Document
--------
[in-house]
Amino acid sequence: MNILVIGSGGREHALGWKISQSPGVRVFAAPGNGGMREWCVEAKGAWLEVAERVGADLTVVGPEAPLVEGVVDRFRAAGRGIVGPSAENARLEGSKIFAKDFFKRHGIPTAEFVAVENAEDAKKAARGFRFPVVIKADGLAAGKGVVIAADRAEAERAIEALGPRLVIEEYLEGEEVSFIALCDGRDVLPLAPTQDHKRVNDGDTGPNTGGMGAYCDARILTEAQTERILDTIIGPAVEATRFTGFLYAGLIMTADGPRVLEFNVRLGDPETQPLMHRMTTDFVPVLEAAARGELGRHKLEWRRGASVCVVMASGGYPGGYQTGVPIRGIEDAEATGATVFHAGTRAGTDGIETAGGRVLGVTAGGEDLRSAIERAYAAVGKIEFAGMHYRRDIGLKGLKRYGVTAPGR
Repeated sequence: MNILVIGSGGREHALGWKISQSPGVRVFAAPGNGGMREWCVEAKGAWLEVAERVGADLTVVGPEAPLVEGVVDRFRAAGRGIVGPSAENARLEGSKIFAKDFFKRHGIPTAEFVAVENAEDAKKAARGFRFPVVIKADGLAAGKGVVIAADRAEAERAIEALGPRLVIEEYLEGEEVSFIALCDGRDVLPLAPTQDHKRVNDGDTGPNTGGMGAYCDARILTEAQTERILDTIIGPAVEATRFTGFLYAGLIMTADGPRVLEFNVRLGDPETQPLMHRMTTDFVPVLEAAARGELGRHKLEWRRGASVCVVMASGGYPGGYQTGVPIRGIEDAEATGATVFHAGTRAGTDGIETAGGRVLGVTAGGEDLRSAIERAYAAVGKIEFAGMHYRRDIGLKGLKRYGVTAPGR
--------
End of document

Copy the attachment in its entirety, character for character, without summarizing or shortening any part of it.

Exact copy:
[in-house]
Amino acid sequence: MNILVIGSGGREHALGWKISQSPGVRVFAAPGNGGMREWCVEAKGAWLEVAERVGADLTVVGPEAPLVEGVVDRFRAAGRGIVGPSAENARLEGSKIFAKDFFKRHGIPTAEFVAVENAEDAKKAARGFRFPVVIKADGLAAGKGVVIAADRAEAERAIEALGPRLVIEEYLEGEEVSFIALCDGRDVLPLAPTQDHKRVNDGDTGPNTGGMGAYCDARILTEAQTERILDTIIGPAVEATRFTGFLYAGLIMTADGPRVLEFNVRLGDPETQPLMHRMTTDFVPVLEAAARGELGRHKLEWRRGASVCVVMASGGYPGGYQTGVPIRGIEDAEATGATVFHAGTRAGTDGIETAGGRVLGVTAGGEDLRSAIERAYAAVGKIEFAGMHYRRDIGLKGLKRYGVTAPGR
Repeated sequence: MNILVIGSGGREHALGWKISQSPGVRVFAAPGNGGMREWCVEAKGAWLEVAERVGADLTVVGPEAPLVEGVVDRFRAAGRGIVGPSAENARLEGSKIFAKDFFKRHGIPTAEFVAVENAEDAKKAARGFRFPVVIKADGLAAGKGVVIAADRAEAERAIEALGPRLVIEEYLEGEEVSFIALCDGRDVLPLAPTQDHKRVNDGDTGPNTGGMGAYCDARILTEAQTERILDTIIGPAVEATRFTGFLYAGLIMTADGPRVLEFNVRLGDPETQPLMHRMTTDFVPVLEAAARGELGRHKLEWRRGASVCVVMASGGYPGGYQTGVPIRGIEDAEATGATVFHAGTRAGTDGIETAGGRVLGVTAGGEDLRSAIERAYAAVGKIEFAGMHYRRDIGLKGLKRYGVTAPGR